San Diego County median home price drops for second month in a row, to $725,000
Still, the price is up 13.3 percent in a year, and analysts don’t expect a sharp slowdown anytime soon.
San Diego County’s median home price dropped for the second month in a row in August, to $725,000, as competition slowed — but experts said not to expect a crash, or a big slowdown, anytime soon.
The median is the point at which half the homes sold for more and half for less.
Despite the recent dip, prices are up 13.3 percent in a year in San Diego County, according to CoreLogic/DQNews, though the median is down from a peak of $749,750 in June. The San Diego area isn’t alone, with price gains slowing across Southern California.
A large factor appeared to be more homes going on the market and fewer competing offers as summer came to a close. However, housing analysts mostly shrugged off the reduction as temporary, with the same factors in place that could push prices up: lack of homes for sale, low mortgage rates and improved finances of professional workers.
Other factors at play in August might not be a reflection of the market. For one, it’s typical to see a slowdown around August as children go back to school. Increased condominium sales that month also may have affected the median price because they cost less than single-family homes.
Mark Goldman, a real estate analyst with C2 Financial Corp, said annual double-digit price gains during the COVID-19 pandemic were not likely to last long-term. Yet he said wages are up in San Diego County, inventory is still tight and mortgage rates remain low, probably making any reduction short-lived.
“The market had been going up 25 percent. That’s just not sustainable,” Goldman said. “But are prices going to back off? I don’t think so. The worst-case scenario is prices would be stable, but the more likely scenario is they will continue to increase.”
Competition for homes might have been affected by slightly more homes for sale in August. There were around 3,500 homes on the market to start 2021, which led to strong competition and offers over asking price. Home inventory has been climbing recently, with 4,429 homes listed for sale from Aug. 2 to Aug. 29, according to the Redfin Data Center. That was down from 5,723 around the same time last year and 8,407 in 2019.
Samantha O’Brien, a real estate agent with PorchLight, said she has noticed more homes on the market and reduced competition. She competed with only one other offer for an $890,000 townhouse in August, which she said would have had 10 to 12 offers in May and June.
“It doesn’t feel as intense as it was a few months ago when there were multiple offers and insanity,” she said.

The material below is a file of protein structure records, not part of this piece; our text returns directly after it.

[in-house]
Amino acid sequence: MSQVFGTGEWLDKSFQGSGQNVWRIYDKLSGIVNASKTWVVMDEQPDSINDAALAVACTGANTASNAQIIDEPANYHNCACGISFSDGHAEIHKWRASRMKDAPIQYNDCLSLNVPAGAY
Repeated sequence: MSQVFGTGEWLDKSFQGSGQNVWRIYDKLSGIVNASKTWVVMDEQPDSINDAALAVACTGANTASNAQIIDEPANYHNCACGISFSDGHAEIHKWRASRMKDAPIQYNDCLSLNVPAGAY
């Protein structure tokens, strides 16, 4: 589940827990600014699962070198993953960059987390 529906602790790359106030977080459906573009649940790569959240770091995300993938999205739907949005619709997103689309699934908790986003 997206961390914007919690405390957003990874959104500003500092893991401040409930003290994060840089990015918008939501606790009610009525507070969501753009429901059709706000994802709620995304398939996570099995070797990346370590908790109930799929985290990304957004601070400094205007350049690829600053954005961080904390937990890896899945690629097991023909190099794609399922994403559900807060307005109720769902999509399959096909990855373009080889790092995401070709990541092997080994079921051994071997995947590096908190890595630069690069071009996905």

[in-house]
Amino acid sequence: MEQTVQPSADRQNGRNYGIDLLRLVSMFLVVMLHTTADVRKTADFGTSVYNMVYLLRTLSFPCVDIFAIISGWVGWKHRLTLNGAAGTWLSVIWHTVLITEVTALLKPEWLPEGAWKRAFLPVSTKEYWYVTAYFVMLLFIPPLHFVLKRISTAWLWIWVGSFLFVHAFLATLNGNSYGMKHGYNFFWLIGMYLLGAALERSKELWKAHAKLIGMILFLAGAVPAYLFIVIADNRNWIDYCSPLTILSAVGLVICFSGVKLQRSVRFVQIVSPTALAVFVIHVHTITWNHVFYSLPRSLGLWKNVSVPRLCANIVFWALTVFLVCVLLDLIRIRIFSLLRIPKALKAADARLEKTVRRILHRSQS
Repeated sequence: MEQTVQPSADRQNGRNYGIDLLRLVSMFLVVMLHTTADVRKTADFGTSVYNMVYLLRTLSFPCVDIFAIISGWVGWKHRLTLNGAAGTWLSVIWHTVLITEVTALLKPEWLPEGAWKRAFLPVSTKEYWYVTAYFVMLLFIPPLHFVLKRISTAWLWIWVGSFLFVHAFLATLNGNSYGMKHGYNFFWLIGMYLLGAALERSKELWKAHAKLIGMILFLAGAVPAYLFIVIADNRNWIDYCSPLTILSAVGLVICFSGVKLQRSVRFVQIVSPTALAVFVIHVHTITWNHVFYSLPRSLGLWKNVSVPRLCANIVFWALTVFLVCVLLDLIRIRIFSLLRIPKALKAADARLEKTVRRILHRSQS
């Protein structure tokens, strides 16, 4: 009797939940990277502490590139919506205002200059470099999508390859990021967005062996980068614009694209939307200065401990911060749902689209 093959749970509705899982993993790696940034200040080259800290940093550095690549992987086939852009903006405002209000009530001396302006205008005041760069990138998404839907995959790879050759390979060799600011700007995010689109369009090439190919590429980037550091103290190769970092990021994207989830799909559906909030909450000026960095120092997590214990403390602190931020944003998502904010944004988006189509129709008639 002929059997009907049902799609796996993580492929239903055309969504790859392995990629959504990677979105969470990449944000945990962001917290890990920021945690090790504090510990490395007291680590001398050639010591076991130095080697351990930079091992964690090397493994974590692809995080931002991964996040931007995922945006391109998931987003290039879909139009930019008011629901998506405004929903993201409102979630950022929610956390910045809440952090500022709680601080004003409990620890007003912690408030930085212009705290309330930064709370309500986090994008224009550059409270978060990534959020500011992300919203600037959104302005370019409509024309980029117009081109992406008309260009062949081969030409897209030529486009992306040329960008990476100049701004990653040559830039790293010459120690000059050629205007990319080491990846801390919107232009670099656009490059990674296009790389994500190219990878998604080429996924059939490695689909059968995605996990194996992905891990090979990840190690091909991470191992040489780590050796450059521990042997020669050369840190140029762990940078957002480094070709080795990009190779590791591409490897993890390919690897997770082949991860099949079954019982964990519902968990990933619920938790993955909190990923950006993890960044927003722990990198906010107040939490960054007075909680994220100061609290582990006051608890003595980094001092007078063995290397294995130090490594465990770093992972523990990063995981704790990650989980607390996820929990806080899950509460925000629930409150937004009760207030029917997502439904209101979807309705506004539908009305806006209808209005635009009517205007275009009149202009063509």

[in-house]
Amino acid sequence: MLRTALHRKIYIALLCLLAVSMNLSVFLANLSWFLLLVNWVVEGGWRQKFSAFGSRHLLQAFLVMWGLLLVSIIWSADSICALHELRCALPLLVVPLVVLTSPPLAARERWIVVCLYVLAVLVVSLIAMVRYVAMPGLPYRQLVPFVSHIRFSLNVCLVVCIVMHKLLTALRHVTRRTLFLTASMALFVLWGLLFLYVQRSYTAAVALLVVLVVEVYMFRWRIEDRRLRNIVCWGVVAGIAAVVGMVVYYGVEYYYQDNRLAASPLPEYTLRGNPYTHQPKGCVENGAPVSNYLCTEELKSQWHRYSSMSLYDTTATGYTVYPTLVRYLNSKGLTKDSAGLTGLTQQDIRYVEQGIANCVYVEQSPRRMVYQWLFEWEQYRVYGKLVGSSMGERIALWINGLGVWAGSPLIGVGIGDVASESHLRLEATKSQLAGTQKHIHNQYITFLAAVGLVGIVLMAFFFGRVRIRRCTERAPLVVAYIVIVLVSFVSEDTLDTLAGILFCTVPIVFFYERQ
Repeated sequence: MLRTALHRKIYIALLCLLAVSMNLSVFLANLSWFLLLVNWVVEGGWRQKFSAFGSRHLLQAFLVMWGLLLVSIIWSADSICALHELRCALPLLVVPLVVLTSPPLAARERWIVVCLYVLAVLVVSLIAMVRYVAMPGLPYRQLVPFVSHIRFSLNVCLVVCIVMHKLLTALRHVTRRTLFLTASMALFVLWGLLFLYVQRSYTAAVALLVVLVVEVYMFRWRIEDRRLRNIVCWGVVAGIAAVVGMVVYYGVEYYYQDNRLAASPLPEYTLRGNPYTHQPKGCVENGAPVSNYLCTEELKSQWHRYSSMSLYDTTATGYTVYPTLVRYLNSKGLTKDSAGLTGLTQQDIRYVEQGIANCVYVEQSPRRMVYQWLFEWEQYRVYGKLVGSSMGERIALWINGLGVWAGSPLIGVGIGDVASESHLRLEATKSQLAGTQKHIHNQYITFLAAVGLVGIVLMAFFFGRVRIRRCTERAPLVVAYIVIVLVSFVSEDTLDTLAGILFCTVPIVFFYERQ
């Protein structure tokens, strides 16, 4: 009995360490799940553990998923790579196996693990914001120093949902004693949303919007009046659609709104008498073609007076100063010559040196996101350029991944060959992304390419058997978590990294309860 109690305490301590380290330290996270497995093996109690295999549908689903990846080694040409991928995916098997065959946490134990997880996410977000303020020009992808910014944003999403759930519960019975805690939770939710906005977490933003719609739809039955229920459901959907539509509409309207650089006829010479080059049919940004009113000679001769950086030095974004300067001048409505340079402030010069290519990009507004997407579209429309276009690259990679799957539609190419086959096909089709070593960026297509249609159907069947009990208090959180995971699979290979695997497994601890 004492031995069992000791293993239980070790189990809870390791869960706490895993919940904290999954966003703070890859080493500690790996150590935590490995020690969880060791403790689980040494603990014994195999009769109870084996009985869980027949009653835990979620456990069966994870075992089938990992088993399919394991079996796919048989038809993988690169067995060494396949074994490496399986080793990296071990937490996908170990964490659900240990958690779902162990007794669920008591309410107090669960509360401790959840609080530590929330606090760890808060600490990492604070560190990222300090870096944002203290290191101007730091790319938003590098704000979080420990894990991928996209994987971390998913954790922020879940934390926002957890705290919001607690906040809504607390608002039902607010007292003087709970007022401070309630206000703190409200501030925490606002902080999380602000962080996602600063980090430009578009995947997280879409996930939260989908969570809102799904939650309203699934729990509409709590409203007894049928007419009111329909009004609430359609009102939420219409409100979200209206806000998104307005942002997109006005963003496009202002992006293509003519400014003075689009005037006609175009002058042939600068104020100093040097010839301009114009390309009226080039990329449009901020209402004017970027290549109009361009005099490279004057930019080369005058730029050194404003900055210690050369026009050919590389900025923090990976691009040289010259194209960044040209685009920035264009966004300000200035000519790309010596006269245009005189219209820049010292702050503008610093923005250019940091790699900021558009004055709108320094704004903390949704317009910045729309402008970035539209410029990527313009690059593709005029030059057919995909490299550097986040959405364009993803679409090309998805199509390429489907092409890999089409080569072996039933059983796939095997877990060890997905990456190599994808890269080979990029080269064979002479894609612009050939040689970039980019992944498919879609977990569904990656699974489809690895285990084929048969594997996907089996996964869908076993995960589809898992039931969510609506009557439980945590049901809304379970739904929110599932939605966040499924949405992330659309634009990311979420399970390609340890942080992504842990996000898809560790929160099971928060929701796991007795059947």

However, even if things are slowing a bit, the number of listings is still low and it’s not like competition has disappeared entirely, O’Brien said. She said she listed three homes for sale in August that all had multiple offers.
In addition to the desire to own property in San Diego County, O’Brien said low interest interest rates continue to be a major motivator.
The interest rate for a 30-year fixed-rate mortgage was 2.84 percent in August, according to Freddie Mac, down from 2.94 percent a year before.
Not all home types showed signs of cooling in August. The median price for a resale condo hit an all-time high of $565,000, up from its previous peak of $561,000 in June.
Brett Dickinson, a real estate agent with Compass, said he has steadily seen more interest in condos as the single-family home price became out of reach for many of his clients.
“The prices for [single-family homes] were off the chart, exorbitantly high,” he said of the market in August. “And the inventory wasn’t that great.”
The median price for a resale single-family house was $820,000, down from its peak of $840,000 in July. Newly built homes, which include new single-family and condos, hit a median of $734,000.
Prices were down or flat across most of Southern California in August but up 14 percent year-over-year in the six-county region.
Los Angeles County dropped the most month-over-month, 1.3 percent, with a median of $785,000. It was followed by San Diego County with a 0.7 percent reduction; Orange County was down 0.6 percent with a median of $900,000; and Riverside County was flat with a median of $525,000.
Two counties saw prices rise — Ventura County was up 1.1 percent for a median of $740,250, and San Bernardino County was up 2.2 percent for a median of $465,000.